This is a fairly complex project. As an action-adventure fan, I was pleased with the adventure story, and also the symbolic romance between pilot and gunner and the equation of sex and war. I was also entertained by the absurdist world where the US ends up making war on a credit union. The gender identity element was harder to integrate, though, and I didn’t think it worked that well. Identity is more than just gender, so the basic premise of mixing gender identity with military equipment didn’t quite work for me. Although it wasn’t showcased, this is an example of transhumanism enforced by the military.

There were some questions about who Isabel Fall might be. I’m sort of with the faction that believes this is an established writer using a pseudonym. Although it was only briefly published, I expect this one might be in the running for an award next year. Recommended for the creativity and ideas.

Four stars and a half stars.

Review of Starsight by Brandon Sanderson

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This novel is science fiction and #2 in the Skyward series, following the novel Skyward. It was released by Tor in November of 2019 and runs 461 pages. This review contains spoilers.

At the end of Skyward, Spensa Nightshade has found that reality is a long way from what she’s always believed. Humans have been imprisoned on Detritus, guarded by the Krell, and Spensa has found she has cytonic abilities to hear and teleport ships through the Nowhere—the method her ancestors used to get around in space, which can be amplified by an unknown “cytonic hyperdrive.” As the humans have made advances into space, conflict with the Krell has increased. Human techs locate a video on one of the orbiting space platforms and, watching it, Spensa has a terrifying vision of delvers (inhabitants of the Nowhere). She screams cytonically and accidentally contacts an alien pilot, who hyperjumps into Detritus space. The ship is damaged by the automated guns on the platforms. Hoping to capture its hyperdrive, Spensa and her Skyward flight try to rescue the ship, but find there’s no hyperdrive aboard. The pilot is injured in the crash landing, but gives Spensa coordinates for Skysight, the center of alien government. Spensa and her flight leader Jorgen make a quick decision, and Spensa disguises herself as the injured pilot, then uses the coordinates and her cytonic ability to hyperjump there. She is welcomed by Cuna, a representative of the Superiority, and enters a training program to provide fighter pilots for the Superiority, supposedly to defend against the delvers. With the help of her ship’s AI M-bot and Doomslug, her odd pet that has stowed away, Spensa tries to navigate the alien politics and manages to make friends with various representatives of the “inferior” races Cuna has assembled into his fighter units. Spensa builds a spy drone from a cleaning bot and finally learns the secret of the hyperdrives. She gets caught with the drone, but there’s a coup afoot in the Superiority government. Can Spensa save Detritus, rescue M-bot and Doomslug and get away?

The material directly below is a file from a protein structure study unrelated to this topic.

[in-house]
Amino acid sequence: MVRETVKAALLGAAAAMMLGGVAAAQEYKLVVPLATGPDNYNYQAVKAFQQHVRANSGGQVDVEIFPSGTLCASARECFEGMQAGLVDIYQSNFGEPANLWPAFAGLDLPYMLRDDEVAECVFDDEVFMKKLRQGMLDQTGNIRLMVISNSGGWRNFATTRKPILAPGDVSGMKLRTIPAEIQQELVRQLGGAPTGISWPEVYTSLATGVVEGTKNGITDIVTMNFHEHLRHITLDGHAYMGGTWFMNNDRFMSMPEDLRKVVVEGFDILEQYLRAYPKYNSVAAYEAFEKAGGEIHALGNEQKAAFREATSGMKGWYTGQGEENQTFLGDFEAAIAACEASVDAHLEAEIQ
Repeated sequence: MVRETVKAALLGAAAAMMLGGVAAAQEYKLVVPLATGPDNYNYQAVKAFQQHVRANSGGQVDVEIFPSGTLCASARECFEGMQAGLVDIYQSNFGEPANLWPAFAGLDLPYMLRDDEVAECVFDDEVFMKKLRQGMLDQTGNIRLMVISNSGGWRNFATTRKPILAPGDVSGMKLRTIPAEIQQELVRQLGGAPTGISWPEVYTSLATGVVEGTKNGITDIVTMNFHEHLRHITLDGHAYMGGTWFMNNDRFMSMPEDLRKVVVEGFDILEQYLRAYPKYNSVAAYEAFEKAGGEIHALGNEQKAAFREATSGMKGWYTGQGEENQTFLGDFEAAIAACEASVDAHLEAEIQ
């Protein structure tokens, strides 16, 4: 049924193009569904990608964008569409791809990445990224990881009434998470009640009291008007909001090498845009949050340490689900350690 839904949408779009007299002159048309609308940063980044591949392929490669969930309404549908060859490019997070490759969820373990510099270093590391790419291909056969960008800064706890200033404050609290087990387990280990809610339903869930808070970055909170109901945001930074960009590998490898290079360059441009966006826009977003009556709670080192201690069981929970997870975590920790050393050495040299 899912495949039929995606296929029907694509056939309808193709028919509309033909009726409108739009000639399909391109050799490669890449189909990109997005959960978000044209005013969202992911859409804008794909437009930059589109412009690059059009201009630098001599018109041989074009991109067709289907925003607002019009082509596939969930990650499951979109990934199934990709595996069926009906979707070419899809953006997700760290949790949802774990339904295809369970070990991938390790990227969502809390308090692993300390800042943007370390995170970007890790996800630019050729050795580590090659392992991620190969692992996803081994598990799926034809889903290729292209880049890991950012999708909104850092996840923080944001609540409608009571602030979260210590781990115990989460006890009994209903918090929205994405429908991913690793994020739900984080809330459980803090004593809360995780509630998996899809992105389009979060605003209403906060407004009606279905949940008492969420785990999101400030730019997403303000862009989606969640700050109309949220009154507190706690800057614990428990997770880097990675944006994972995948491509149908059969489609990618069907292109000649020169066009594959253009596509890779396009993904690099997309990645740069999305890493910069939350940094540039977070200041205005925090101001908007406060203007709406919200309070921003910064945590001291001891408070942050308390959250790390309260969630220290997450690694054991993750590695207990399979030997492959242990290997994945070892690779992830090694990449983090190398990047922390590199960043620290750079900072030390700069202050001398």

This is a really condensed summary, of course. The novel has a great plot, full of twists, turns and revelations. The characters are very well developed, full of alien idiosyncrasies, and the action/suspense starts up right at the beginning, making this a pretty gripping read. Spensa operates by the skin of her teeth, developing into a leader herself within the assembly of misfits that makes up her new flight. The book also features a constant undercurrent of discussion about aggression versus non-aggression and how each one affects a particular society. The Superiority prides itself on non-aggression, for example, but has to draft alien pilots to do the dirty work of defense. Meanwhile, they suppress these “inferior” races, keeping hyperdrives away from them so they can’t develop economically. Humans are painted as the real bad guys in the picture for their highly aggressive and dominant tendencies. Meanwhile, M-bot is finding ways to work around the programming that keeps him confined and enslaved. Will that turn out to be dangerous?

On the not so positive side, Skysight doesn’t seem that alien of a place, and some of this seems a little over-simplistic, especially the way Spensa interacts with the aliens and the way she develops a method to deal with the terrifying delvers. M-bot comes across as immature and sulky, and we all knew Doomslug was going to figure in this somehow, right?

Highly recommended.